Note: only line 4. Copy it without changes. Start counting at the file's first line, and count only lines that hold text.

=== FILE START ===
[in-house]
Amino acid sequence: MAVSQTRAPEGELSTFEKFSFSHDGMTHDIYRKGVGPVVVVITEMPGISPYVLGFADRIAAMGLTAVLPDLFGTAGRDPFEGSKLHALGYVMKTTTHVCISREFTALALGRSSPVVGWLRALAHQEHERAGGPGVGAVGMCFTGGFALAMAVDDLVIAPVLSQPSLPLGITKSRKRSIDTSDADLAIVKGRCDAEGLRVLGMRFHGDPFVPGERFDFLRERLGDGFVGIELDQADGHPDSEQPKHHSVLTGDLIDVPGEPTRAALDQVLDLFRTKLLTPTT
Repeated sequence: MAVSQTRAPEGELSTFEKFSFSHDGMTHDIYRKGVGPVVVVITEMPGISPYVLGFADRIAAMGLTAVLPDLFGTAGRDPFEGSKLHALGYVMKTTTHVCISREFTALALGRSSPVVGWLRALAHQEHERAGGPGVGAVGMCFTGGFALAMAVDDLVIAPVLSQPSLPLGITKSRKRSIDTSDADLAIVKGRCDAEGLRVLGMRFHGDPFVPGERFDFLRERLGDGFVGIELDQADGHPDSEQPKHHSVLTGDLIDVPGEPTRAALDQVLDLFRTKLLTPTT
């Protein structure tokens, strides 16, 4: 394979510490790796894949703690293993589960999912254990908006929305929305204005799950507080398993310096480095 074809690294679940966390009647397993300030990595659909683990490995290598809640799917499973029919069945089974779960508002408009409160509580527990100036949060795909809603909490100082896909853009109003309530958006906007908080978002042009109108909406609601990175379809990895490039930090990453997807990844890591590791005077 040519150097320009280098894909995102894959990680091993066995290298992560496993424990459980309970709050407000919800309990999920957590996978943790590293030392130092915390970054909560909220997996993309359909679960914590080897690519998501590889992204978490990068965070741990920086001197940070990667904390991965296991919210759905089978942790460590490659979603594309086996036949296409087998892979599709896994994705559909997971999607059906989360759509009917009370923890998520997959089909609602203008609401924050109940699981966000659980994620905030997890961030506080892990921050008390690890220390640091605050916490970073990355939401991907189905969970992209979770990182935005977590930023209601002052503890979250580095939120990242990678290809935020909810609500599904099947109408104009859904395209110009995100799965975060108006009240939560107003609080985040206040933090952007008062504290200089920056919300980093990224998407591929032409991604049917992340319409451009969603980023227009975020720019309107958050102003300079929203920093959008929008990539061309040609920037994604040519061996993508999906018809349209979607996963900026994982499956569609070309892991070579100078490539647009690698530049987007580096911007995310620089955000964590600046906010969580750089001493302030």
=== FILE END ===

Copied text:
């Protein structure tokens, strides 16, 4: 394979510490790796894949703690293993589960999912254990908006929305929305204005799950507080398993310096480095 074809690294679940966390009647397993300030990595659909683990490995290598809640799917499973029919069945089974779960508002408009409160509580527990100036949060795909809603909490100082896909853009109003309530958006906007908080978002042009109108909406609601990175379809990895490039930090990453997807990844890591590791005077 040519150097320009280098894909995102894959990680091993066995290298992560496993424990459980309970709050407000919800309990999920957590996978943790590293030392130092915390970054909560909220997996993309359909679960914590080897690519998501590889992204978490990068965070741990920086001197940070990667904390991965296991919210759905089978942790460590490659979603594309086996036949296409087998892979599709896994994705559909997971999607059906989360759509009917009370923890998520997959089909609602203008609401924050109940699981966000659980994620905030997890961030506080892990921050008390690890220390640091605050916490970073990355939401991907189905969970992209979770990182935005977590930023209601002052503890979250580095939120990242990678290809935020909810609500599904099947109408104009859904395209110009995100799965975060108006009240939560107003609080985040206040933090952007008062504290200089920056919300980093990224998407591929032409991604049917992340319409451009969603980023227009975020720019309107958050102003300079929203920093959008929008990539061309040609920037994604040519061996993508999906018809349209979607996963900026994982499956569609070309892991070579100078490539647009690698530049987007580096911007995310620089955000964590600046906010969580750089001493302030």